“I have to read to her for hours and hours….but, I do all the voices!”
– Jo March in Little Women
It is my considered opinion that few things equal the joy of being read aloud to. Don’t you think so? While I’ve lost count of the many books that I’ve read in my life, the books (or portions of books) that have been read to me seem to stick in my memory in a different, brighter way. Even now, when I open certain books, the voices of beloved readers come floating out of them as I recite the words in my head. My mom reading The Polar Express. My dad pausing for dramatic effect before reading in a Nancy Drew book, “And then, she was knocked unconscious!” My friend Laura giving voice to gruff but lovable Podo Helmer in On the Edge of the Dark Sea of Darkness as we road-tripped to Nashville. Weekly “storytimes” in my college dorm when my friend Nicole would read aloud from George MacDonald’s The Princess and the Goblin.
I was thinking about those voices that stick out so clearly in my memory the other day, as I was riding in the car with my sister Kristen on our way to a family wedding. We were stuck in traffic, so I took the opportunity to commence reading aloud from Jonathan Rogers’ The Charlatan’s Boy. Take note: this is a perfect read-aloud book. The chapters are short enough to be unintimidating, there aren’t a lot of characters to remember, and the narrative voice is strong and gosh-darn funny. As I recited the first few chapters of Grady and Professor Floyd’s journeys around Corenwald, I found my voice slipping into a nice, comfortable sort of southern twang. (Since Corenwald is a fictional place, I didn’t worry too much about authenticity of accent.) There are some characteristics that just make a book tons of fun to read aloud and to listen to, and the opportunity to do different character voices is one of them.
So many other books come to mind that have characters whose voices are funny or poignant or mischievous. Roald Dahl’s The BFG, the Narnia books, Stuart Little, Homer Price, Dear Mr. Henshaw, Harry Potter. Below I’ve included some links to a few lists of great read-aloud books, along with some tips for choosing titles.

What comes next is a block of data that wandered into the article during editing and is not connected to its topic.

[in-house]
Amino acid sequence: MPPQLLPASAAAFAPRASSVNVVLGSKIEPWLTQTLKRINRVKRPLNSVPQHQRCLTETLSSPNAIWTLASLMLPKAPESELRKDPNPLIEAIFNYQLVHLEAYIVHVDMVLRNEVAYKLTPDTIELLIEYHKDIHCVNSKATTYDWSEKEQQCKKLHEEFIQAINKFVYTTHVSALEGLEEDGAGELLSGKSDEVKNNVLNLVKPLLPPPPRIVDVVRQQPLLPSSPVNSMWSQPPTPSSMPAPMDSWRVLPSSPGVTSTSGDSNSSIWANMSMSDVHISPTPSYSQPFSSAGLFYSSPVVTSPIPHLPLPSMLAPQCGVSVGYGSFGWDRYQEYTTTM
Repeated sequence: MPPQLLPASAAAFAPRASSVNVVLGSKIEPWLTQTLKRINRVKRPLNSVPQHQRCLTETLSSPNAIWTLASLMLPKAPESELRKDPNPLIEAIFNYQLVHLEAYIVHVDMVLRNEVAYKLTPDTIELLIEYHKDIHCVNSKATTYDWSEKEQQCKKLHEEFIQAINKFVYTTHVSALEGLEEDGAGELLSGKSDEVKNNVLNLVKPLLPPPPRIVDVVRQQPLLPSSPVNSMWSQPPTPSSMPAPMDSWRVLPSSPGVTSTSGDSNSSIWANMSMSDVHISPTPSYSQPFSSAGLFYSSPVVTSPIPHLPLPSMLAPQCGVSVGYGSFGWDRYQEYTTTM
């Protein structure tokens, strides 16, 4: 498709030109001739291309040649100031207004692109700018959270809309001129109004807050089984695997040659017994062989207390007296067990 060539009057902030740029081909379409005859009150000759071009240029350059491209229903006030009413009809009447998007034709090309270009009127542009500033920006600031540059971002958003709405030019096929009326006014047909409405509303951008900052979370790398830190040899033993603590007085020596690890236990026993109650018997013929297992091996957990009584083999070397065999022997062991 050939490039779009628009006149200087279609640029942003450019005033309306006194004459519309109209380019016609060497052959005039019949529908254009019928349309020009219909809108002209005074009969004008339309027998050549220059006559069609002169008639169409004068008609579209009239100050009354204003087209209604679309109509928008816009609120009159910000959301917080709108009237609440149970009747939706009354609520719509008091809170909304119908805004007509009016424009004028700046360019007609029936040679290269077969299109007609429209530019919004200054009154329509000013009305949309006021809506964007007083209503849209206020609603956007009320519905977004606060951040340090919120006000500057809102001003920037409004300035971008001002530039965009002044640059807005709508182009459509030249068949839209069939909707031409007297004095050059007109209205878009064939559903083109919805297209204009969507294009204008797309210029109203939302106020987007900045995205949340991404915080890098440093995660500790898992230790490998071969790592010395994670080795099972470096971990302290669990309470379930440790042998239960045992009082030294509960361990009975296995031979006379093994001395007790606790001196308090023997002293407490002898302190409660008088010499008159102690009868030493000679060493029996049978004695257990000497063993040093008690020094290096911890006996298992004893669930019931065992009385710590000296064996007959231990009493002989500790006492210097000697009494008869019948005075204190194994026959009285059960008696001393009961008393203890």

- Over at the Storyformed Online Library, Sarah Clarkson offers a list of great titles under the “Family Read Aloud” tag.
- This list from The Gospel Coalition includes several sections of books for “read aloud in class” (or at home).
- Here’s another list from Joy Forney at GracefullMama.
- Jim Trelease’s The Read-Aloud Handbook. Now in its seventh edition, this book is a compendium of classic and recently published read-aloud titles, and it’s full of statistics on the merits of reading aloud and helpful tips for choosing good read-aloud books.
- Some tips from The Read-Aloud Handbook:
- Be wary of choosing a book with too much dialogue. If the author doesn’t use phrases at the end of the dialogue, such as “said Horace,” it can be difficult for the listener to tell who is who, and hard on the reader to have to explain.
- The most common mistake while reading aloud is reading too fast. Take your time, there’s plenty of story left!
- Everyone enjoys a good picture book, even a teenager.
What are some books that your family has enjoyed reading aloud? Or any that you’ve only read to yourself that you’d like to try reading aloud? Have fun! (And don’t forget; it helps if you do the voices.)